While we cannot size the line for you, we can tell you where you can get the proper sizing information so that you can do so. If you click on the Fuel Gas Design Menu on the right-hand sidebar and click on the link for "System Sizing", it will give you the appropriate information and links to the appropriate capacity tables for copper tube. Besides the information that you listed in your request, you are also going to need to know at what pressure your system is operating (standard or elevated pressure) so that you can use the proper sizing table. You will also need to factor in the type of gas as it indicates (natural or LP) and what the approximate heating value of the gas is (as an example a good rough approximation for natural gas is usually assumed at 1,000 BTU/cu. ft.).
As far as the type of the copper to use, from a pressure standpoint type K or L would be fine, however if you are running this exposed outside you may want to stick with type K to guard from any incidental external damage.
As an example to help you out. Assuming your system uses natural gas with a heating value of 1,000 BTU/cu. ft., and is a standard low pressure gas system (less than 14 inches of water column), your line would need to be sized to deliver 100 CFH (100,000/1,000). From Tables 3 and 4, you can see that for a low pressure system with either 0.5 inch wc or 1 inch wc pressure drop a 1" nominal type L or type K tube (1 1/8 inch OD) tube would be adequate to supply this flow rate for a 60-ft length, and would even be adequate for the entire 100 - 110 foot run from the supply in the house.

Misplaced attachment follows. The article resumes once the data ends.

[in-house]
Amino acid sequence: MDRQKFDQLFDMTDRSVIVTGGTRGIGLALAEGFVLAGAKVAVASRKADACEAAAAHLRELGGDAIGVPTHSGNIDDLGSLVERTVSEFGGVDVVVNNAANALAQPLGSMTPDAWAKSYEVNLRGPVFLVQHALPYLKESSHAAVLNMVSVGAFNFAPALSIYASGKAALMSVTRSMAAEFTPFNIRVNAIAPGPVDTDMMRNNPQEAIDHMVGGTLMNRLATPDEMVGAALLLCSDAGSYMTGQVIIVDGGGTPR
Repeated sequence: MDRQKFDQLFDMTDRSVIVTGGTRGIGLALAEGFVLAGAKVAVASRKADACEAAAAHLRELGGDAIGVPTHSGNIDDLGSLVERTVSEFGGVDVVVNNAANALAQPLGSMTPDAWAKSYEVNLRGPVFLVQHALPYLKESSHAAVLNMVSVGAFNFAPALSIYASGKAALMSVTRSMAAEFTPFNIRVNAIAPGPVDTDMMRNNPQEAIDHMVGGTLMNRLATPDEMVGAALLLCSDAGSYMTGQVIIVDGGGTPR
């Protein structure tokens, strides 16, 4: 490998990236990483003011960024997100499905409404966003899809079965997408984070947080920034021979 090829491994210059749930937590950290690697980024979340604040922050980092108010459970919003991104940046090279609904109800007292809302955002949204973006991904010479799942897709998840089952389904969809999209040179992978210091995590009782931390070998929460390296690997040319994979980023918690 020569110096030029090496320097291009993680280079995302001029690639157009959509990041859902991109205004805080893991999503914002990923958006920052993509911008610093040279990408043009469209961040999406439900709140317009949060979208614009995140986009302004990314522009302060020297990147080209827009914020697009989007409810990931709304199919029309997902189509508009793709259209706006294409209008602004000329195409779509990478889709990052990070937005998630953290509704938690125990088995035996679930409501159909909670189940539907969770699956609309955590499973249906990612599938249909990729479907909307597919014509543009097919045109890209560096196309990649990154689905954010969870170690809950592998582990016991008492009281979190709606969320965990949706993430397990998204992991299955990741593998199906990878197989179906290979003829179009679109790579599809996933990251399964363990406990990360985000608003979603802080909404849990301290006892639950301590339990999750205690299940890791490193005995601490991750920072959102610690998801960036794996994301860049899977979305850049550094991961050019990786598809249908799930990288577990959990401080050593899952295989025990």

We have a wall-mounted, gas heater that has copper tubing, and a brass shut-off valve [the installation is in Chicago, IL area]. On a previous home inspection, we were told that this is not code and it should be replaced. Could you please verify?
Copper tube has been accepted for fuel gas distribution in all of the national model codes in the United States, including the Uniform Plumbing and Mechanical Codes, the National Fuel Gas Code, and the International Fuel Gas Code. However, these codes are simply national models for state, city and local jurisdictions to follow. The model codes referenced are actually standards and do not have the power of a code or law until a jurisdiction adopts them.
You should check with your local Building Department to see if they allow copper tube for natural gas distribution. Unfortunately, even though copper tube has been recognized as an acceptable alternative for natural gas distribution throughout the United States, not all local jurisdictions allow for its use at this time, and it is the local jurisdiction whose codes have the force of law.